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Global PC scarcity to last till June 2021 As Global computer manufacturers struggle to meet 5 per cent of orders

Nigerians groan as corporates, educational institutions suffer global computer scarcity
By Gideon Ayogu
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After enjoying a run of uninterrupted supply of personal computers (PCs), laptops and other digital devices for nearly a quarter of a century, the world is currently in the middle of a major supply chain crisis that has seen global manufacturers struggle to meet growing demand.

The situation is exacerbated by the coronavirus pandemic, a global health challenge that began in late 2019, spreading from Wuhan, China where it originated to virtually all corners of the globe.

With the onset of the pandemic, supply of laptops, PCs and other hardware components had taken a huge bashing. Global data released two weeks ago shows that most major global computer OEMs are unable to supply five per cent of orders placed and paid for by distributors and this has skyrocketed retail prices of PCs and laptops. In Africa, and particularly in Nigeria, consumers are paying higher prices to secure few available units in the market. It is speculated that things may not improve until mid-next year.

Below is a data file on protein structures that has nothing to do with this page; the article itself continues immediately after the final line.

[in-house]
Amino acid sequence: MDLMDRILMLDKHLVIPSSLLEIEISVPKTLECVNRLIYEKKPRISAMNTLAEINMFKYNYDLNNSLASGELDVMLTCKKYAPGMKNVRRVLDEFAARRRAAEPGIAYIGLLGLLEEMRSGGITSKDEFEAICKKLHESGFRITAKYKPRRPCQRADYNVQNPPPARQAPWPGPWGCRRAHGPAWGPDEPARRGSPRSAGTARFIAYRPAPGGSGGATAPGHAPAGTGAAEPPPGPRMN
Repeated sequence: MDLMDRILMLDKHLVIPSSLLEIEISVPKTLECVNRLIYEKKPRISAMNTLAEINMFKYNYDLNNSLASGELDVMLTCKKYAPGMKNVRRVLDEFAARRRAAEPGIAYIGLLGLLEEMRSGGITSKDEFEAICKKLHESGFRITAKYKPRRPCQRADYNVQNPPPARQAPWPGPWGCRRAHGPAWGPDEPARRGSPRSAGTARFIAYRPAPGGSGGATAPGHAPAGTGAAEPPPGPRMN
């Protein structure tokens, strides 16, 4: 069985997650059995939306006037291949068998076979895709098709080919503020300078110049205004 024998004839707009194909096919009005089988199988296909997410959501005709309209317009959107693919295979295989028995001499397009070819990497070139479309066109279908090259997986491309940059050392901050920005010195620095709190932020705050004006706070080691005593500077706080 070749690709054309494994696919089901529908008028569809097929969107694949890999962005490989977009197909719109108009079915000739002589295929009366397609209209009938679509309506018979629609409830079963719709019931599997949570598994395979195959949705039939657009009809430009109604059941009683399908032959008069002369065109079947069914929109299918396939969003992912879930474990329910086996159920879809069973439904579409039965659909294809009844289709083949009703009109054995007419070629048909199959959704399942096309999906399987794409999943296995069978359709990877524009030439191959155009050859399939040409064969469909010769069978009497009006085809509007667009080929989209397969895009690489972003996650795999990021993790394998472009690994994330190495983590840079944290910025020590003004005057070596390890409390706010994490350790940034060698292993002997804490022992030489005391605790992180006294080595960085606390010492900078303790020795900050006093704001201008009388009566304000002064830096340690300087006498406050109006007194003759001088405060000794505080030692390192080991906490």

This is hardly surprising as China, the original epicenter of the pandemic, had for a while now, become the world’s leading manufacturing hub. Consequently, the lockdowns occasioned by the pandemic had seen a breakdown of China-based global computer supply chains, delaying the arrival of computers and laptops in shops across the world.

Earlier in 2020, specifically in March, a report in the Financial Times indicated that retailers were told that it is taking up to three times as long for PCs and parts to be delivered. Industry experts said that only those brands able to pay upfront and work closely with component suppliers, such as Apple and Samsung, would be able to secure enough production capacity, as shortages rippled through the supply chain.

“One channel partner in Australia was notified by key manufacturers that shipments can take up to 14 weeks, as opposed to the normal four weeks,” said Sharon Hiu, an analyst covering sales and distribution channels in Asia-Pacific at Canalys, the technology research firm. “Some channel companies have been given a 10-week estimate, while others have not been able to get a projected time of arrival at all.”

Indeed, no major OEM was left out.
Research showed that shipment times for Dell computers to Australia were extended from the usual three to five weeks to 10 weeks. Notebooks and desktop computers of HP’s Elite series had run out of stock in some shops. In Nigeria, Zinox, a local computer manufacturer and one of Sub-Saharan Africa’s major players, was experiencing delays of up to nine weeks in taking delivery of essential hardware and other components.

With the gradual lifting of the lockdowns in many parts of the world around May, many heaved a sigh of relief as factories began reopening in China and other countries. However, supply chain experts had warned back then that the effects of the shutdown will linger because the disruption had resulted in shortages of components which only gradually become visible.